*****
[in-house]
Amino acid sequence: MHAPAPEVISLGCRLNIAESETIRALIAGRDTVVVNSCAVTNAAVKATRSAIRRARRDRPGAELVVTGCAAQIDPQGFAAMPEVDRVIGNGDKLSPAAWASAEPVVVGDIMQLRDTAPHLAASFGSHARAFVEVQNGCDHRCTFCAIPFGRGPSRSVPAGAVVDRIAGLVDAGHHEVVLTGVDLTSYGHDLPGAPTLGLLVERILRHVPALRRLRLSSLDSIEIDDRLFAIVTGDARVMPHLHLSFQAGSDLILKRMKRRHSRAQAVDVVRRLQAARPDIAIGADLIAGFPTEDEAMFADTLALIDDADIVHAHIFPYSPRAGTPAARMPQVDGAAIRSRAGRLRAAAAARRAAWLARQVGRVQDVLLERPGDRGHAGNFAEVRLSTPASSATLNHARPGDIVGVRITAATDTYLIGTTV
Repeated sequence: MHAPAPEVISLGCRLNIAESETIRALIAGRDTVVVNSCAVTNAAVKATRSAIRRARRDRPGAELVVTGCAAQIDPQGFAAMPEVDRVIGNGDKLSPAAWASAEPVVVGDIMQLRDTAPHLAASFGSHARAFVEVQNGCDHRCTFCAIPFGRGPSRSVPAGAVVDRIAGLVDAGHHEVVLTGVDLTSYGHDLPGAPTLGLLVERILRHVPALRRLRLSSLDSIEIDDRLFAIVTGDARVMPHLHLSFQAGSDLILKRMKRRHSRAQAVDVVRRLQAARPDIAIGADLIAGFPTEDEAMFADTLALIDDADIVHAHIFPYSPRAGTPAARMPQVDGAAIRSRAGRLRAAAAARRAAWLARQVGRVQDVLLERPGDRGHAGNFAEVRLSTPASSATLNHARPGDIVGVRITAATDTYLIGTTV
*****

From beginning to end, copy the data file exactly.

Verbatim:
[in-house]
Amino acid sequence: MHAPAPEVISLGCRLNIAESETIRALIAGRDTVVVNSCAVTNAAVKATRSAIRRARRDRPGAELVVTGCAAQIDPQGFAAMPEVDRVIGNGDKLSPAAWASAEPVVVGDIMQLRDTAPHLAASFGSHARAFVEVQNGCDHRCTFCAIPFGRGPSRSVPAGAVVDRIAGLVDAGHHEVVLTGVDLTSYGHDLPGAPTLGLLVERILRHVPALRRLRLSSLDSIEIDDRLFAIVTGDARVMPHLHLSFQAGSDLILKRMKRRHSRAQAVDVVRRLQAARPDIAIGADLIAGFPTEDEAMFADTLALIDDADIVHAHIFPYSPRAGTPAARMPQVDGAAIRSRAGRLRAAAAARRAAWLARQVGRVQDVLLERPGDRGHAGNFAEVRLSTPASSATLNHARPGDIVGVRITAATDTYLIGTTV
Repeated sequence: MHAPAPEVISLGCRLNIAESETIRALIAGRDTVVVNSCAVTNAAVKATRSAIRRARRDRPGAELVVTGCAAQIDPQGFAAMPEVDRVIGNGDKLSPAAWASAEPVVVGDIMQLRDTAPHLAASFGSHARAFVEVQNGCDHRCTFCAIPFGRGPSRSVPAGAVVDRIAGLVDAGHHEVVLTGVDLTSYGHDLPGAPTLGLLVERILRHVPALRRLRLSSLDSIEIDDRLFAIVTGDARVMPHLHLSFQAGSDLILKRMKRRHSRAQAVDVVRRLQAARPDIAIGADLIAGFPTEDEAMFADTLALIDDADIVHAHIFPYSPRAGTPAARMPQVDGAAIRSRAGRLRAAAAARRAAWLARQVGRVQDVLLERPGDRGHAGNFAEVRLSTPASSATLNHARPGDIVGVRITAATDTYLIGTTV